Today's business disputes are not measured in bankers’ boxes of paper, but in gigabytes and terabytes of data. Information is stored in a multitude of formats and locations. As courts and regulators expand the reach of electronic discovery, the need to cost-efficiently manage and preserve eData increases. However, the larger objectives are qualitative. The risks associated with failure to retrieve and produce electronic information — and the inadvertent production of protected information — have grown substantially. A company that fails to properly manage its electronic data in litigation risks exposure to greater liability than the liability caused by the underlying claim itself.
Stites & Harbison is a leader in eDiscovery and the handling of electronically stored information. Our Pretrial Practice & eDiscovery team works with clients to develop sound document management policies before a claim ever arises. And once a claim is filed, we use initiative and experience to reduce unnecessary costs and fees associated with discovery. Stites & Harbison is now recognized as a leader in developing a document retrieval and discovery management system that handles our clients' litigation needs in a variety of ways, including:
- Preparing and supervising hold notices;
- Identifying our client’s obligations for preserving and producing electronic information;
- Drafting and opposing electronic information and document requests;
- Developing plans for locating, reviewing and producing requested information - this can include selection of tools and vendors for database loading, as well as document handling and review;
- Designing protocols and search tools that allow faster, more efficient searching of documents and electronic storage media;
- Defending our client’s chosen eDiscovery and records management methodologies;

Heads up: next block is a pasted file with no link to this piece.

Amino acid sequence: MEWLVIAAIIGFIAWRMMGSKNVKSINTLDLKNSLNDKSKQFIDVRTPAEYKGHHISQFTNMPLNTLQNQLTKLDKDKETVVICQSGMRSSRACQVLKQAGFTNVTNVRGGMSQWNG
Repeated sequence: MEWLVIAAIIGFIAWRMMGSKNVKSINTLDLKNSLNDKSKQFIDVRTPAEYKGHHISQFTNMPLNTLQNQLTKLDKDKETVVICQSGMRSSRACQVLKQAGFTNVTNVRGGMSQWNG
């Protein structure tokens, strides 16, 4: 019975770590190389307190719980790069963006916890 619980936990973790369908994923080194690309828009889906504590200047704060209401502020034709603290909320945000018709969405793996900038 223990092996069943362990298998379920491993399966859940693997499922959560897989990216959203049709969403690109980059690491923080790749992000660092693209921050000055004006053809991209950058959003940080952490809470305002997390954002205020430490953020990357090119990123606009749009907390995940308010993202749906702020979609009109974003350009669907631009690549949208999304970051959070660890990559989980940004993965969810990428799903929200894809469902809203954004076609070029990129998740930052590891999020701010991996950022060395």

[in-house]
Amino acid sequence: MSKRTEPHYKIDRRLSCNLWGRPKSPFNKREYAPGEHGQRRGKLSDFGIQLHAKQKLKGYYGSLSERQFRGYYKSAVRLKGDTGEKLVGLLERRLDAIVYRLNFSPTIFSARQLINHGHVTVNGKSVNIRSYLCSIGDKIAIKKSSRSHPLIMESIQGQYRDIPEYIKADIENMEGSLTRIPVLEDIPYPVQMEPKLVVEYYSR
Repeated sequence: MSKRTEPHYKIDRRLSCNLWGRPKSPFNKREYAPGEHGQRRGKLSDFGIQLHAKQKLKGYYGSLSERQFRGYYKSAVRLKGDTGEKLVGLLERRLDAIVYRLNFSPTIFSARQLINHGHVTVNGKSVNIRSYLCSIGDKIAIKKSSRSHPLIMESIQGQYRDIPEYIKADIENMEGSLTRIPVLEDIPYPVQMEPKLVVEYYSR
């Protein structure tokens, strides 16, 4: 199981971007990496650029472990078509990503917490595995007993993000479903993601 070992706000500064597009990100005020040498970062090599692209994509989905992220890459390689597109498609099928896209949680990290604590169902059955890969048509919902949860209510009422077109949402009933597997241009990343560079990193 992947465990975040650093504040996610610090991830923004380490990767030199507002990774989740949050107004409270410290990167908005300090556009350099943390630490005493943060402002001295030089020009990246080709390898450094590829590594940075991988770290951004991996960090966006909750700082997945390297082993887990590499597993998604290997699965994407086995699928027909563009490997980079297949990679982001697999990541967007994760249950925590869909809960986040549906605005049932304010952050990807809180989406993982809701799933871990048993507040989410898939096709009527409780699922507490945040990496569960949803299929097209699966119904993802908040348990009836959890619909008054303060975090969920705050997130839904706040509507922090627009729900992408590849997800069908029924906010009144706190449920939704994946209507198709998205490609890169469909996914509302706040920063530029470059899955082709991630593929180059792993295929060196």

- Developing, in partnership with our clients, systems to increase productivity in reviewing and preparing documents during litigation. Internally, Stites & Harbison can store several terabytes of data. Depending on the size of the case, we use off-the-shelf and proprietary technology to manage voluminous amounts of paper and electronic data effectively.
Our firm has also designed several offsite document management centers to manage large volumes of paper and electronic documents in a cost-effective manner. Since our clients' electronic information often requires us to work with outside vendors to process and prepare the information for review, Stites & Harbison has relationships with the nation's largest electronic document vendors.
Where circumstances permit, we can also use our in-house IT department to process and prepare electronic data—bypassing the cost of an outside vendor.
- In one situation, we worked with the IT department of one of our foreign clients to develop an online review process—bypassing the cost of an outside vendor—to review approximately 10 terabytes of text. Our own IT department established a link via Citrix with our client's network databases overseas, allowing Stites & Harbison attorneys to conduct the document review online in their individual offices. Because this information resided at several locations worldwide, extracting this data for delivery to a third-party vendor would have been extremely time-consuming and costly.